From the front, the Toyota Fortuner can easily be mistaken for a Toyota Hilux. It is until you look at it from the sides that you see a difference. It is not a secret that the Fortuner was curved or built out of the Toyota Hilux body, with one of the differences between the two Japanese brands being the open and covered cabins respectively. Motorists share why they own this car.
When travelling upcountry, the Fortuner can comfortably accommodate my whole family of eight. It was manufactured as a seven-seater car but has capacity to carry up to 10 passengers of average size. This makes it a good family mid-size SUV.
Much as it is somewhat big, it is not as long. Therefore, it is easy to park even in small spaces.
Mine runs on a 2700cc engine size with an automatic transmission that can averagely give you 10 to 14 kilometres using one litre of fuel on the highway. If you have a challenge with reverse parking raised vehicles, the Fortuner eases it for you because it comes with park assist sensors with a rear view camera on the dashboard.
When the sensor senses are about to knock an object, it alerts you with an alarm.
On average, I spend approximately Shs300,000 on service and maintenance and this will cater for an engine oil change, spark plugs, air cleaners, brake pads and a few other major parts. When I carry out full service, it costs me close to Shs1m but this is done once or twice a year depending on where and how often you drive the car.
On average, I spend between Shs100,000 and Shs150,000 on fuel a week from my home in Naalya, Kampala to the city centre for work.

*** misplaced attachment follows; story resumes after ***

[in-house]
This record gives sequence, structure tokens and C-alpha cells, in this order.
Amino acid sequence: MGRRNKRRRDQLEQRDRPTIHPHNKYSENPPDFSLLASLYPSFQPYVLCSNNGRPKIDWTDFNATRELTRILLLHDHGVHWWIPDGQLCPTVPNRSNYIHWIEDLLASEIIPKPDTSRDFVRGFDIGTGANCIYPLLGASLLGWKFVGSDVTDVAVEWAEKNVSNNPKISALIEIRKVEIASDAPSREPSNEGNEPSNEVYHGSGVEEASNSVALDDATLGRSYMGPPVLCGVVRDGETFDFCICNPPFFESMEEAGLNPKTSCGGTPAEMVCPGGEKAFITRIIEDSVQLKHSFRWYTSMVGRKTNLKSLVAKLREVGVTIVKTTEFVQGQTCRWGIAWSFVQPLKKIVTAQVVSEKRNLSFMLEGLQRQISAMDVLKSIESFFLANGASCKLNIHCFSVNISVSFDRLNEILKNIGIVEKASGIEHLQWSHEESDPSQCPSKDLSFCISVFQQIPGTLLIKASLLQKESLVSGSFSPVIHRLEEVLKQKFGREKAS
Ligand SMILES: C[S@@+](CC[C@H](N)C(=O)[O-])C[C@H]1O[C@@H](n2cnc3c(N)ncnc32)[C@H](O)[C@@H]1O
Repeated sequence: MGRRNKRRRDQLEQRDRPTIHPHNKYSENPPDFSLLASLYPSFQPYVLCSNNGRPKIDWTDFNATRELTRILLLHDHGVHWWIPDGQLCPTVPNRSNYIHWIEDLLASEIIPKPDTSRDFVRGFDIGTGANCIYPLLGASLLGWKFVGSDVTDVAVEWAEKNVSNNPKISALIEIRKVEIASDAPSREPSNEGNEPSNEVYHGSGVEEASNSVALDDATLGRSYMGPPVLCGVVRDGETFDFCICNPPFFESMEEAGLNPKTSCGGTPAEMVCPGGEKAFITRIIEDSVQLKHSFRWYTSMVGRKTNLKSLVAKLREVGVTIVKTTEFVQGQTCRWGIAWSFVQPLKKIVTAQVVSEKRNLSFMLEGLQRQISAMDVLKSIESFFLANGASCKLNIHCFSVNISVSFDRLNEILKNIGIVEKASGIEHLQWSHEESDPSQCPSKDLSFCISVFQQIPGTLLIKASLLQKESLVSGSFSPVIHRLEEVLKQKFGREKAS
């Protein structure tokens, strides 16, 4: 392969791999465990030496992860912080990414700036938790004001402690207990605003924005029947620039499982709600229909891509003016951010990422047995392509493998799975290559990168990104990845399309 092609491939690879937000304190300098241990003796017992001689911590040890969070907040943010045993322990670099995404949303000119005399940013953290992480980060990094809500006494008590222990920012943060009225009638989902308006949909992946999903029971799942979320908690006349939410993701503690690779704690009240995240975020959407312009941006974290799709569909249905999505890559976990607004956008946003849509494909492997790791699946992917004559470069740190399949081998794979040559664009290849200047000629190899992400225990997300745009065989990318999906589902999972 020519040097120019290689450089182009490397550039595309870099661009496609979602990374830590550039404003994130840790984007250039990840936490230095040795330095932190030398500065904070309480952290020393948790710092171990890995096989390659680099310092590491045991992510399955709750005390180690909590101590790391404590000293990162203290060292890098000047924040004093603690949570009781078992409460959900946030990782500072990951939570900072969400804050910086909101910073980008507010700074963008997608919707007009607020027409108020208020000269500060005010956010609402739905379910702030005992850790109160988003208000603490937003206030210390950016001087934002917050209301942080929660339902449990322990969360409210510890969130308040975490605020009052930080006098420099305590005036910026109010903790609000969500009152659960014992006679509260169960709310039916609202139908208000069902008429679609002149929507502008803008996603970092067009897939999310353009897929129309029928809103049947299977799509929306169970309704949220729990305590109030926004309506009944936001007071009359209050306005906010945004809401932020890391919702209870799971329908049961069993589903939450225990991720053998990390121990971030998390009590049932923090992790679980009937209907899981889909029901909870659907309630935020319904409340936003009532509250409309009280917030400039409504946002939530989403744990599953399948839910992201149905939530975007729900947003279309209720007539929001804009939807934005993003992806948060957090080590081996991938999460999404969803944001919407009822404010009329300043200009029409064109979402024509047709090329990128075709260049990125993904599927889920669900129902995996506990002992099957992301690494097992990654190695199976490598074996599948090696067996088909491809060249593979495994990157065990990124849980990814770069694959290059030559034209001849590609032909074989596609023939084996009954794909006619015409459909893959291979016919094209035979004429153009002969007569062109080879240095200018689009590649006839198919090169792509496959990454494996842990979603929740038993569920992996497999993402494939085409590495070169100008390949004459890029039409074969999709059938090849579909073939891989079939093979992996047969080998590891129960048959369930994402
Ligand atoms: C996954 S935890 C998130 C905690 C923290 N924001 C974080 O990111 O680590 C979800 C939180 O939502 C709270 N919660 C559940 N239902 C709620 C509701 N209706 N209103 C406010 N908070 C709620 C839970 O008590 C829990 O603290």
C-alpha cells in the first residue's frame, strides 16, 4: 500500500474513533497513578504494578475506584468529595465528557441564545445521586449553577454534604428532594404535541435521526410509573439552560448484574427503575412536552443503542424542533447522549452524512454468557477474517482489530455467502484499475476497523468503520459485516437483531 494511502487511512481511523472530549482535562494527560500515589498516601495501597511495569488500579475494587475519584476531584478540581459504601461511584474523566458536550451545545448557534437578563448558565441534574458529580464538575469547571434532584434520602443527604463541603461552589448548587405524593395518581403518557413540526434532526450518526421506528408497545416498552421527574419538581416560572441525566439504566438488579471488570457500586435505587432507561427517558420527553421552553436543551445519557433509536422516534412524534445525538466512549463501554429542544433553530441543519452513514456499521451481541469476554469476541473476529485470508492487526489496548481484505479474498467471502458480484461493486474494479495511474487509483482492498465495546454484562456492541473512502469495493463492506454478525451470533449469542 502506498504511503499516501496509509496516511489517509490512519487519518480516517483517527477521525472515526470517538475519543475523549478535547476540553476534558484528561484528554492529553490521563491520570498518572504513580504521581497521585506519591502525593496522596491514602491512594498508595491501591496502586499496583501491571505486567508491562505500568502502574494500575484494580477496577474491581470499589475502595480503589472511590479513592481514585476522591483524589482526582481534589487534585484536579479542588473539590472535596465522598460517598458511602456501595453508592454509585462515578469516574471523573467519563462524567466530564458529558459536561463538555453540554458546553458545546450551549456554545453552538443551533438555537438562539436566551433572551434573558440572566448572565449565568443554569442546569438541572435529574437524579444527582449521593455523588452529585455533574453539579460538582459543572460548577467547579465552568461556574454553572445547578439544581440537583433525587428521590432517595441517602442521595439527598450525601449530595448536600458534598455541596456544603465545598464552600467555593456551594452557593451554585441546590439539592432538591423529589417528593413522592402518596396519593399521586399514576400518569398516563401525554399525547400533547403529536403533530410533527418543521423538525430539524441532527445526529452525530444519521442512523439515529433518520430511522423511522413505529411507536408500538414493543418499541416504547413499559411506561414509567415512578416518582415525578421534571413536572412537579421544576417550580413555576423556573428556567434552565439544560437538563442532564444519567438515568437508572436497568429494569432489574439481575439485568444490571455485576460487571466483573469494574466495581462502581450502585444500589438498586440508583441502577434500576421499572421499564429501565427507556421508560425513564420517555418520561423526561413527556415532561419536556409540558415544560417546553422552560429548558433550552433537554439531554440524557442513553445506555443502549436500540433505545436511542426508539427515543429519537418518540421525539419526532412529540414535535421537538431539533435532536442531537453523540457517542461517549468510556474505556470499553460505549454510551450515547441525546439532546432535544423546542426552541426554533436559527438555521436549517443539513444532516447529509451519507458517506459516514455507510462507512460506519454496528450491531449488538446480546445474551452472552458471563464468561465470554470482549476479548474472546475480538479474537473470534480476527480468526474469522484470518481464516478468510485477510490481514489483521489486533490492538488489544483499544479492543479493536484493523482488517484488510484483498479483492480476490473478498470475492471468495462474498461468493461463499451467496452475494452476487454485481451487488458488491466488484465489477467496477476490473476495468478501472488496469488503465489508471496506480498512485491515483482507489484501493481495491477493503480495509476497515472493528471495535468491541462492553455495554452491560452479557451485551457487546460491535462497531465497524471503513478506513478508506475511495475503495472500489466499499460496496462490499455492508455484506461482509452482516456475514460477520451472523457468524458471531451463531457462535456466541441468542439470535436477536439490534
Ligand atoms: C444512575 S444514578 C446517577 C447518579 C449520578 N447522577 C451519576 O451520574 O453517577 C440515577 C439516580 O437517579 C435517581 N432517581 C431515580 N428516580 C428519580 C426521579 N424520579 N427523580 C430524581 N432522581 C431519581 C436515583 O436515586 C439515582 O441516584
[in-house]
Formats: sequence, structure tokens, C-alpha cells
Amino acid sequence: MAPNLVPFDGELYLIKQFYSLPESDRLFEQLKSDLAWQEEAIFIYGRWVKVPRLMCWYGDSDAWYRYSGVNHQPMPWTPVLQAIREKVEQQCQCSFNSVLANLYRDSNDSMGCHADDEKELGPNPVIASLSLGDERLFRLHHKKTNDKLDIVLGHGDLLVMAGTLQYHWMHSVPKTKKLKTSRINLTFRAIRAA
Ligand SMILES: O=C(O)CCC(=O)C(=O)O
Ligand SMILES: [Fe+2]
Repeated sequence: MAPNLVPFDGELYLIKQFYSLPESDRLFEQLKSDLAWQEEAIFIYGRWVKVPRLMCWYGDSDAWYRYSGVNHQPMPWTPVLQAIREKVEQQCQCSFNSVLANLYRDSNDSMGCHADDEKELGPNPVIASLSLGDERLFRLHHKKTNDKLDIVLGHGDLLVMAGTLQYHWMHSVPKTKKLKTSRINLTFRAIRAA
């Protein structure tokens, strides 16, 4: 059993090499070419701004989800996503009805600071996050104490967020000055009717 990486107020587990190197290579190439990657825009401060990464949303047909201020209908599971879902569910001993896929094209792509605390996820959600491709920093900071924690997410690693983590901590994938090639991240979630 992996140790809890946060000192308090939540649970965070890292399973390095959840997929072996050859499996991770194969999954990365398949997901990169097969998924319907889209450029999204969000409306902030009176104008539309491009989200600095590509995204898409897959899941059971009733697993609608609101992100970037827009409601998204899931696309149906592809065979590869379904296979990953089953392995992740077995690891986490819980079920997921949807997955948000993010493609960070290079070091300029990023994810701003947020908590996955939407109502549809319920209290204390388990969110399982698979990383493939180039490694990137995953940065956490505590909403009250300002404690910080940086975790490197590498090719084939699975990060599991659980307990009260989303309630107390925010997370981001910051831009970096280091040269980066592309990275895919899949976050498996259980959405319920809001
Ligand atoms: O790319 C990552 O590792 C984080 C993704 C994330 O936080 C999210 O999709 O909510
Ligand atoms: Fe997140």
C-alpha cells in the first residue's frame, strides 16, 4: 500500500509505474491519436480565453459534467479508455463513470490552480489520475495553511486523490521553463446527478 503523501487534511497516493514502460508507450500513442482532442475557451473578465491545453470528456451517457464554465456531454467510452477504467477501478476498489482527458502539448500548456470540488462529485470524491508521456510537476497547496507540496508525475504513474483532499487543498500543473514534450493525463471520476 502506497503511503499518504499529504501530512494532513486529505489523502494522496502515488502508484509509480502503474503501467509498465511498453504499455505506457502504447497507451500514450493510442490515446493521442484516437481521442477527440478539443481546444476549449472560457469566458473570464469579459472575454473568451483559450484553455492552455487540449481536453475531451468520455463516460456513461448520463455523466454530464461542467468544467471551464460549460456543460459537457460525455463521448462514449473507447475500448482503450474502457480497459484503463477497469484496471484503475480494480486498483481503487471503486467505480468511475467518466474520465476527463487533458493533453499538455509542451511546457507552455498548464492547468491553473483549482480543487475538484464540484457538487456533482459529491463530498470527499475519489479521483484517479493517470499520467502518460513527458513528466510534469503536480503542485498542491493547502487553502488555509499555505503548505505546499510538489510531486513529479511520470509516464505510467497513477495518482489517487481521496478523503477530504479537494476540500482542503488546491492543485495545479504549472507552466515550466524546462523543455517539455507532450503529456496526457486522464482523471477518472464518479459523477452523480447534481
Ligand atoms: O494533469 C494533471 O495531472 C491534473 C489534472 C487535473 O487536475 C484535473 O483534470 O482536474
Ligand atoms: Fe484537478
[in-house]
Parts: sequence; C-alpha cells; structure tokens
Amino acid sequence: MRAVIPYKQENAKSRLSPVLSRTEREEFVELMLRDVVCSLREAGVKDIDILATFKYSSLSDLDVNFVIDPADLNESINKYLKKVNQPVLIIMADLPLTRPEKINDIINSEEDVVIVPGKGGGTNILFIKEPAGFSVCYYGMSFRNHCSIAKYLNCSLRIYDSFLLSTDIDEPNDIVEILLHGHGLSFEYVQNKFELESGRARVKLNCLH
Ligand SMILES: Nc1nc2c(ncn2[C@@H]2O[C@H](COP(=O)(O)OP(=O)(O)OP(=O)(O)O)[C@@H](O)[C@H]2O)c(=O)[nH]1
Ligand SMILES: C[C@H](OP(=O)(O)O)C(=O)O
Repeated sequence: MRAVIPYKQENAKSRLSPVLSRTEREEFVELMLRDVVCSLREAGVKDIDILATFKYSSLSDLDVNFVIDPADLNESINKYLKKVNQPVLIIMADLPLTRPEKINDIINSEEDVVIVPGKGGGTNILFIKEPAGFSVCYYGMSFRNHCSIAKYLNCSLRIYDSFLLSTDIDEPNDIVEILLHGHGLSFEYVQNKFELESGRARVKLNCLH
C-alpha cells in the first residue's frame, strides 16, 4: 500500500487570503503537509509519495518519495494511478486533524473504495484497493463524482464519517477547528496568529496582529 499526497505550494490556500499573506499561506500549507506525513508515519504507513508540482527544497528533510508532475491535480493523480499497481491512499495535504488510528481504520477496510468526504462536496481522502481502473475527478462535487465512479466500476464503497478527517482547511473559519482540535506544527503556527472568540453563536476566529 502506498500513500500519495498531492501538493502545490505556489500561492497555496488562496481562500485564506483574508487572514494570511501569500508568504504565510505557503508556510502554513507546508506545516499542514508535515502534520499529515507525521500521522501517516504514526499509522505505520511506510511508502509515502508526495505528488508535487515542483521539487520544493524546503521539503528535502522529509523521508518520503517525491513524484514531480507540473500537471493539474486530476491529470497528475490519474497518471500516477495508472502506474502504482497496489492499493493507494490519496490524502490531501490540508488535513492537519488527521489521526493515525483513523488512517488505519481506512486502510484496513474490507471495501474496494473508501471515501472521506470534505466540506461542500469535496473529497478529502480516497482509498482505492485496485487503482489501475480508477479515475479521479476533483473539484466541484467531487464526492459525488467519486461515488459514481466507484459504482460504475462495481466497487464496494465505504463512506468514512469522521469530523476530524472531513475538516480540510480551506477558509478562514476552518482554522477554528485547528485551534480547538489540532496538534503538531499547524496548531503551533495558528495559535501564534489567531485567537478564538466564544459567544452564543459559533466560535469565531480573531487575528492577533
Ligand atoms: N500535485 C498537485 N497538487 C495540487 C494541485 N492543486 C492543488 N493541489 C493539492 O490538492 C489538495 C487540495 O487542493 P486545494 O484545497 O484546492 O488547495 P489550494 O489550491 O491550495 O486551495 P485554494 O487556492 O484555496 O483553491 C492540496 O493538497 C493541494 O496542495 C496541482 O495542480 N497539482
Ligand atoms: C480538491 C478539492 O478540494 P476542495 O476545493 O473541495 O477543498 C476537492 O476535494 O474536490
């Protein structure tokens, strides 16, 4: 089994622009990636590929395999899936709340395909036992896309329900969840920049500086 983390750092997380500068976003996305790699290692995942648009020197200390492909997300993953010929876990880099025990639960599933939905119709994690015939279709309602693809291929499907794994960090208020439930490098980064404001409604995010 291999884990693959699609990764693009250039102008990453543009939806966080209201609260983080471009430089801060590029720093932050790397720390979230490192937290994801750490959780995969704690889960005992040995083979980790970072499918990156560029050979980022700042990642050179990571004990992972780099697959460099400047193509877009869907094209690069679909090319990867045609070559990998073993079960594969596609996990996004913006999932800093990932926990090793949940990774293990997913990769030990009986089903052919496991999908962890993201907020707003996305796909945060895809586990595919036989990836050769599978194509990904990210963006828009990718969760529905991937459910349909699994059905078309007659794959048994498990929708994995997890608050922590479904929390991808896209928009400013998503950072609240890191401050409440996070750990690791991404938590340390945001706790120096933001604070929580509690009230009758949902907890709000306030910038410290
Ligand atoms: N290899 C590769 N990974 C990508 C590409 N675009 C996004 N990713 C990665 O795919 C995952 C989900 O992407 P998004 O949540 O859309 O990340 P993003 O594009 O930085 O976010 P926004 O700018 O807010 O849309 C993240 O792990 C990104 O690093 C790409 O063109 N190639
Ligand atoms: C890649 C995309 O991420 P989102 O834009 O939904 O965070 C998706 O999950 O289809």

The Toyota Fortuner comes with both automatic and manual transmissions. I chose the manual transmission one because it is more engaging when on the road. My job involves travelling and being in the field and the many storage pockets of the Fortuner on the dashboard, the interior roof above the driver and co-driver heads, seats and all the doors means I can comfortably keep a lot of documents in the car.
With this car, you can drive over road humps or potholes at relatively high speeds and you will not feel any discomfort. This is because of the fact that it has strong shock absorbers that can withstand and contain any impact on rough roads.
Because I use it for field work, I spend between Shs300,000 to Shs400,000 to have it serviced and I do this once in three months. Sometimes, I can drive it for four months when it is still in good condition but I make it a habit to have it inspected for anything that might need servicing.
I have noticed that when you visit the garage periodically, you avoid incurring high costs when the car breaks down. A Fortuner is one such car to treat this way because its spare parts are somewhat costly. The care you give it determines how long it serves you.
I owned a Toyota Fortuner 2005 model for quite some time and it is one of the most raised mid-size sport utility vehicles you can ever drive. Besides the ground clearance that allows you drive in the roughest of upcountry roads, its interior is spacious. It has three seat rows and those at the extreme rear end can be folded to create more space for extra luggage or passengers.
Mine was a four wheel drive (4WD) and it was enjoyable driving it through any terrain. There is plenty of legroom for the driver, co-driver and passengers which makes it comfortable to travel in even for long distances. It is also a multi-purpose vehicle and can be used as your garden or farm car, one to drive to work as well as a luxury car.
My particular model ran on a 3000cc engine size, which is fairly manageable because it gives you between 10-15km using one litre of fuel on a highway. However, when you accelerate more, it will consume more fuel.
In traffic jam, it will give you slightly less mileage of between eight to 11km using one litre of fuel. The engine in places with traffic jam keeps running and burns more fuel yet the car covers a short distance because the speed is not constant.